Monday, April 16, 2012

Low median fluorescence intensity could be a nonsafety concept of immunologic risk evaluation in patients with shared molecular eplets in kidney transplantation.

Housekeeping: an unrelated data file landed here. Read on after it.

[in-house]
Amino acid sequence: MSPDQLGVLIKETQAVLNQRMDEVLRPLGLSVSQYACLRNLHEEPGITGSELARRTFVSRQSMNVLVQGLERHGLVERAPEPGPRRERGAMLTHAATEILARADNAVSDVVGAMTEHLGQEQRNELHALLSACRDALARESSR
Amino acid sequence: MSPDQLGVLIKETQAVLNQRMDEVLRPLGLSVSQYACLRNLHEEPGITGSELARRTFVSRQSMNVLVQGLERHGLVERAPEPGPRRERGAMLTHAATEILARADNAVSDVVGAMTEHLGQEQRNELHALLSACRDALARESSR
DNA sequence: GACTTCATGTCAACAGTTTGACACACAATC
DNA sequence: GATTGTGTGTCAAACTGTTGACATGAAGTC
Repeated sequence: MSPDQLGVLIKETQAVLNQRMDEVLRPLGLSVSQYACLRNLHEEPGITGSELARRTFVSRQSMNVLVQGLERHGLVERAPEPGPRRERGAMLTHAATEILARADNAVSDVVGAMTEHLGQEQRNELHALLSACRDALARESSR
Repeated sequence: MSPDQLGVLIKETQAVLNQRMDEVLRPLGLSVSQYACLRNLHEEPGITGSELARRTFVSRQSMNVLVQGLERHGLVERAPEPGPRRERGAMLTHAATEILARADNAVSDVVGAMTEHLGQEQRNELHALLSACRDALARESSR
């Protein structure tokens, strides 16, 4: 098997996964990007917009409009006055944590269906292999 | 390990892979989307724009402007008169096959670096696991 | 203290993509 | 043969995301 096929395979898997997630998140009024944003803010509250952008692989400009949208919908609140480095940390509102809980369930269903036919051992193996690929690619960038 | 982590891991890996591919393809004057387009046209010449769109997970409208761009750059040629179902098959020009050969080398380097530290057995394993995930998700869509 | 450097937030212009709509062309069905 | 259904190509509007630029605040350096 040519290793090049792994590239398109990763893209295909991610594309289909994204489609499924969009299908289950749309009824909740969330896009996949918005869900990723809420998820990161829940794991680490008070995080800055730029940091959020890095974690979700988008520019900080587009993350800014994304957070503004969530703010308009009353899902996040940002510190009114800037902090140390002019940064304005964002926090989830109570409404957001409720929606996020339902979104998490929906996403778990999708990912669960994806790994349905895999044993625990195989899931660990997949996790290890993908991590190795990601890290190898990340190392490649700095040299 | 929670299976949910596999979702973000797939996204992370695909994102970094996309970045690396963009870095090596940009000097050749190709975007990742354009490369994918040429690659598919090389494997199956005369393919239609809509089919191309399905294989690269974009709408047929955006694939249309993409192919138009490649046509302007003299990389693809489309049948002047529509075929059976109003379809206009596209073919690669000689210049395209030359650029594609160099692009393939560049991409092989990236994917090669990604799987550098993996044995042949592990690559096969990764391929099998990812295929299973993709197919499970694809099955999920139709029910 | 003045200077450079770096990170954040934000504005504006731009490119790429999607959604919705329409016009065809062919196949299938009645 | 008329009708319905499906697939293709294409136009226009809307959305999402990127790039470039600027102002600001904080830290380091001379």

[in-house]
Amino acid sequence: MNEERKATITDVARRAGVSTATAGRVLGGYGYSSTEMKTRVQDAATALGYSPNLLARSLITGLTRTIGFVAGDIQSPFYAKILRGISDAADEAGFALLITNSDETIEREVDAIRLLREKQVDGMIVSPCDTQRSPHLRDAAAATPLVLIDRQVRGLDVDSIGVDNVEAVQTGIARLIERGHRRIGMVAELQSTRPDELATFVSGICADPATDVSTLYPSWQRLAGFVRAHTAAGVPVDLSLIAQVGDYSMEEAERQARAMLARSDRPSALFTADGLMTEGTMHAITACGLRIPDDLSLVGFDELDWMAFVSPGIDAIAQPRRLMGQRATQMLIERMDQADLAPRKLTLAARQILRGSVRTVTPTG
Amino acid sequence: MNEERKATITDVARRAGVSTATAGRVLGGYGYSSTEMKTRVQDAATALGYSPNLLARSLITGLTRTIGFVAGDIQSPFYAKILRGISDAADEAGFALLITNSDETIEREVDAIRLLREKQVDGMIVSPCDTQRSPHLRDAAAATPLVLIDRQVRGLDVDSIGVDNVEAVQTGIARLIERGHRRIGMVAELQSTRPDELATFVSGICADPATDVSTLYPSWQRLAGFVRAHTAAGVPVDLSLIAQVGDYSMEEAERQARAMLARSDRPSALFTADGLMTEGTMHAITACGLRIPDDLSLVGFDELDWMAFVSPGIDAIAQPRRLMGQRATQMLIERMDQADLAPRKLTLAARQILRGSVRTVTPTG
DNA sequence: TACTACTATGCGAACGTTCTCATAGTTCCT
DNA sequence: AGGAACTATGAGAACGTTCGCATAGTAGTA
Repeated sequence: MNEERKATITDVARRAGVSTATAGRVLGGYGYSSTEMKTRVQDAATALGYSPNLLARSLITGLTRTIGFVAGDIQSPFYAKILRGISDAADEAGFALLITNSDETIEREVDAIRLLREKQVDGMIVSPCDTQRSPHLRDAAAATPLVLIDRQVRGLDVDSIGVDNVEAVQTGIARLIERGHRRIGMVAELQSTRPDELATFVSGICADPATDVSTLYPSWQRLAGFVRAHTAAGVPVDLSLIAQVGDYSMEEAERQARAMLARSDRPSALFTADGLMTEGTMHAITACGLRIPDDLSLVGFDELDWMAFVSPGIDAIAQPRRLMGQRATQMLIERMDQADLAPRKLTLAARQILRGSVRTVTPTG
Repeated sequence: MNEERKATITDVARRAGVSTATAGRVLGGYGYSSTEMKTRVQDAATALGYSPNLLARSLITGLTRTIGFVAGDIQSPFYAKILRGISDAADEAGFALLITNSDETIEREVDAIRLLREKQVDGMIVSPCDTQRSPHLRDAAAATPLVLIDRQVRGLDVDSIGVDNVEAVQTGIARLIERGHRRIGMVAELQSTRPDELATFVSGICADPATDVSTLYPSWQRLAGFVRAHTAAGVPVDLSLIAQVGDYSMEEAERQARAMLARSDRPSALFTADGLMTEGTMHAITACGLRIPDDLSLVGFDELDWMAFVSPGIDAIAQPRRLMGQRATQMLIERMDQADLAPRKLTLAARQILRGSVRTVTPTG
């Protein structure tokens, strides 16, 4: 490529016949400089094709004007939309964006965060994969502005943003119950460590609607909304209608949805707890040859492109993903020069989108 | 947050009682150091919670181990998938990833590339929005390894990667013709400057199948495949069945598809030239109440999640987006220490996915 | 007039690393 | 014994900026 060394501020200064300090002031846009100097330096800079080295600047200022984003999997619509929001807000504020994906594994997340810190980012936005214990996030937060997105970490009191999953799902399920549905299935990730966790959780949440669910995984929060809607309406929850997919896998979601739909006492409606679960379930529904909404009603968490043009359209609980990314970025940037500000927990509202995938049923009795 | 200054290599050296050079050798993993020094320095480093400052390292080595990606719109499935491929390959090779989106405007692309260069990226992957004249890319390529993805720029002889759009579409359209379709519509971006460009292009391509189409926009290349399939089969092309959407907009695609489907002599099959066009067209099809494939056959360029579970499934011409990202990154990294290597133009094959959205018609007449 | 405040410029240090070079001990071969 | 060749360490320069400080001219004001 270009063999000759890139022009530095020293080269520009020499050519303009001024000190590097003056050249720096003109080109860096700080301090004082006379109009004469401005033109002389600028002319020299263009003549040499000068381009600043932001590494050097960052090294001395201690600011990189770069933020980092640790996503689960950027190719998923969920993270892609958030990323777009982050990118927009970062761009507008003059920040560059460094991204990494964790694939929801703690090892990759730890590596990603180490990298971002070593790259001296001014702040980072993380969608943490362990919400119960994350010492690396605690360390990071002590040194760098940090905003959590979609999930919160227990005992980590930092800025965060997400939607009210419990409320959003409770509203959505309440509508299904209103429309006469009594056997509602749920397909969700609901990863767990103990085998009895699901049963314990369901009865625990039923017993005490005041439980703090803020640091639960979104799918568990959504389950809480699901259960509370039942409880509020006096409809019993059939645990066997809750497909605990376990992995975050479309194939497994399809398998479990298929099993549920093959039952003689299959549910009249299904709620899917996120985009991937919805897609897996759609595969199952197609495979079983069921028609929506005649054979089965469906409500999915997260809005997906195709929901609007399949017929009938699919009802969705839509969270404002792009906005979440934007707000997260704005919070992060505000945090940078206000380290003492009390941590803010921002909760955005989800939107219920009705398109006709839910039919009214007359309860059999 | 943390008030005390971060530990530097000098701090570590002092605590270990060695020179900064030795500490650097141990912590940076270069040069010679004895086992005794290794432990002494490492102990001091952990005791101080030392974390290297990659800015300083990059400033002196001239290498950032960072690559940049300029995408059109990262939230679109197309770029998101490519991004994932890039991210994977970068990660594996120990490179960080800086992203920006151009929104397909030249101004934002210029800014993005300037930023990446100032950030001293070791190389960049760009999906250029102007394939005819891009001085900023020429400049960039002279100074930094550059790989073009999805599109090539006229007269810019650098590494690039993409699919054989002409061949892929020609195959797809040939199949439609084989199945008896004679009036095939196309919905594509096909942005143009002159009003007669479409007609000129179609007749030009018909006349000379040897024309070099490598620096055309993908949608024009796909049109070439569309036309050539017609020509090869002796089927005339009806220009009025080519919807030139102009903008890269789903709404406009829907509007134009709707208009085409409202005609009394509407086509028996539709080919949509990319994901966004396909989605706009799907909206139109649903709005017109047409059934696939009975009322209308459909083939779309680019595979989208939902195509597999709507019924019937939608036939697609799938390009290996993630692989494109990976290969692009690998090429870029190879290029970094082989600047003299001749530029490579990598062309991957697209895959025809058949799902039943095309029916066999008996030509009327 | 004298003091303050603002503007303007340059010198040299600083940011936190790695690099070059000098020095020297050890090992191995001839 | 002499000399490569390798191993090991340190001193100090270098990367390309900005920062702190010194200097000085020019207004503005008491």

Human leukocyte antigen (HLA) antibodies are usually “epitope” and not “antigen” specific. This work presents an interesting case concerning Luminex median fluorescence intensity (MFI) levels in antibodies considered low risk (<1,000), but producing humoral rejection. These low-titer antibodies could play an important role in transplantation. A 42-year-old woman was retransplanted with a deceased donor with negative complement-dependent cytotoxicity cross-matching. Our patient was pretransplant (PrT) sensitized to HLA antigens (single antigens (SA) = 31%) for 1 previous transplant. Thus, the formerly detected sensitized antigens were A32, A30, A31, cross-reacting group 5C, and DQ3 with a MFImax ≈ 4,127. In the posttransplantation period (PTP), the patient exhibited important instability in renal function and we detected an increased SA percentage (61%) with MFImax = 15,029 (A*32) with other antigens (detected with a low PrT MFI [<1,000]) as anti-A*03 (MFImax = 13,301) and anti-A*11 (MFImax = 13,714) specificities. Anti-A*03 was a donor-specific antibody (DSA). Renal biopsy was compatible with humoral rejection. The patient was pulsed with methylprednisolone, plasmapheresis, and intravenous immunoglobulin without improvement. Thus, we added anti-CD20 and the initial clinical response was highly favorable. Biopsies resulted in suggestive rejection reversion. MFI A*03 DSA decreased to 6,908 and later to MFImax = 5,505. After a 6-month PTP, the patient is well with MFImax = 3,124. It was possible to define exactly the potential immunizing epitope eplets whose recognition determined the specific antibody production. A*32:01, A*30:01, A*31:01 (detected PrT), A*11:01, and A*03:01 (detected PTP) alleles have several shared eplets (62QE, 70AQS, and 76VGT), with 62QE being the only eplet present on all alleles. In conclusion, low MFI levels in antibodies considered low risk could be important in posttransplant humoral rejection, although the patient's renal function can be restored. Thus, specific shared eplets should always be investigated with respect to previous transplant mismatches (read more) Print this post

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